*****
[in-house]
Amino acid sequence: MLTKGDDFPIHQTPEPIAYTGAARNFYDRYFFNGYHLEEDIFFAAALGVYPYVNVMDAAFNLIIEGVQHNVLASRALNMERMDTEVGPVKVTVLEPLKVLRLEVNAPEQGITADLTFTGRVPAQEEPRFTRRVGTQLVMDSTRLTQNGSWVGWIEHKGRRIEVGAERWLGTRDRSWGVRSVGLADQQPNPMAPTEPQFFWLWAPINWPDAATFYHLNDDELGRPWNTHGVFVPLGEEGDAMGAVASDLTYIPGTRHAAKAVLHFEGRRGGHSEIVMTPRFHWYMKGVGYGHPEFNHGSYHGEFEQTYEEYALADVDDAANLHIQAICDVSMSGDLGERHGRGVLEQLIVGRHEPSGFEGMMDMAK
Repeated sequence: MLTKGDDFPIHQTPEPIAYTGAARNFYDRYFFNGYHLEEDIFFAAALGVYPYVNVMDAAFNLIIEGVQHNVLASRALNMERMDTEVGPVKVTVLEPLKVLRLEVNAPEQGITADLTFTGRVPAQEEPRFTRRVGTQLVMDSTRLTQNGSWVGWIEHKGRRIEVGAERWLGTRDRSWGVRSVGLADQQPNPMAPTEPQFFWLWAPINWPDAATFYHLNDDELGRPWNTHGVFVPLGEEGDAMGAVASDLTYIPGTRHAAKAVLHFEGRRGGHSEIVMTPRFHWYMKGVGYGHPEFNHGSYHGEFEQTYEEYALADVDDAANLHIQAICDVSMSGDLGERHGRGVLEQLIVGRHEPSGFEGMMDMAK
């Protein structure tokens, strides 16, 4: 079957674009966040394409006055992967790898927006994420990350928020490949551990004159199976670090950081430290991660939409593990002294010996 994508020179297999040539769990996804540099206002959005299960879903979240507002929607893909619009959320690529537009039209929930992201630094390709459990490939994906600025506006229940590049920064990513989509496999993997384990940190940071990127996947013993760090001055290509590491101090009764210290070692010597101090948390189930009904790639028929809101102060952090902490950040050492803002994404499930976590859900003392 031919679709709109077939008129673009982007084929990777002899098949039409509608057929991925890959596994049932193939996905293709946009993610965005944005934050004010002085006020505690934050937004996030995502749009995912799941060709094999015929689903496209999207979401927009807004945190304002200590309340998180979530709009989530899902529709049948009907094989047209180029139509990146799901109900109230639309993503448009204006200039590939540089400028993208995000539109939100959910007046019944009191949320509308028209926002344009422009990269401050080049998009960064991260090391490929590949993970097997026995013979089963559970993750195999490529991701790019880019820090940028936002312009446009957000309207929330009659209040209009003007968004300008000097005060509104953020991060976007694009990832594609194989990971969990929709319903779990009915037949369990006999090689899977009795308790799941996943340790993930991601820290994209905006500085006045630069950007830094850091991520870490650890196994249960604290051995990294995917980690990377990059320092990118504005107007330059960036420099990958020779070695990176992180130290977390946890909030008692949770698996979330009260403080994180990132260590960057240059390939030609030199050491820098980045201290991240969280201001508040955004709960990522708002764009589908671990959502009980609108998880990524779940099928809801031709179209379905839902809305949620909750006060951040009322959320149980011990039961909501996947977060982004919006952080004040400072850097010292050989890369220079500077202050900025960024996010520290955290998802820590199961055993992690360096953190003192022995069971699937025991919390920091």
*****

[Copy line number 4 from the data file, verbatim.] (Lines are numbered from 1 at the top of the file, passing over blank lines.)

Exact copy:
């Protein structure tokens, strides 16, 4: 079957674009966040394409006055992967790898927006994420990350928020490949551990004159199976670090950081430290991660939409593990002294010996 994508020179297999040539769990996804540099206002959005299960879903979240507002929607893909619009959320690529537009039209929930992201630094390709459990490939994906600025506006229940590049920064990513989509496999993997384990940190940071990127996947013993760090001055290509590491101090009764210290070692010597101090948390189930009904790639028929809101102060952090902490950040050492803002994404499930976590859900003392 031919679709709109077939008129673009982007084929990777002899098949039409509608057929991925890959596994049932193939996905293709946009993610965005944005934050004010002085006020505690934050937004996030995502749009995912799941060709094999015929689903496209999207979401927009807004945190304002200590309340998180979530709009989530899902529709049948009907094989047209180029139509990146799901109900109230639309993503448009204006200039590939540089400028993208995000539109939100959910007046019944009191949320509308028209926002344009422009990269401050080049998009960064991260090391490929590949993970097997026995013979089963559970993750195999490529991701790019880019820090940028936002312009446009957000309207929330009659209040209009003007968004300008000097005060509104953020991060976007694009990832594609194989990971969990929709319903779990009915037949369990006999090689899977009795308790799941996943340790993930991601820290994209905006500085006045630069950007830094850091991520870490650890196994249960604290051995990294995917980690990377990059320092990118504005107007330059960036420099990958020779070695990176992180130290977390946890909030008692949770698996979330009260403080994180990132260590960057240059390939030609030199050491820098980045201290991240969280201001508040955004709960990522708002764009589908671990959502009980609108998880990524779940099928809801031709179209379905839902809305949620909750006060951040009322959320149980011990039961909501996947977060982004919006952080004040400072850097010292050989890369220079500077202050900025960024996010520290955290998802820590199961055993992690360096953190003192022995069971699937025991919390920091």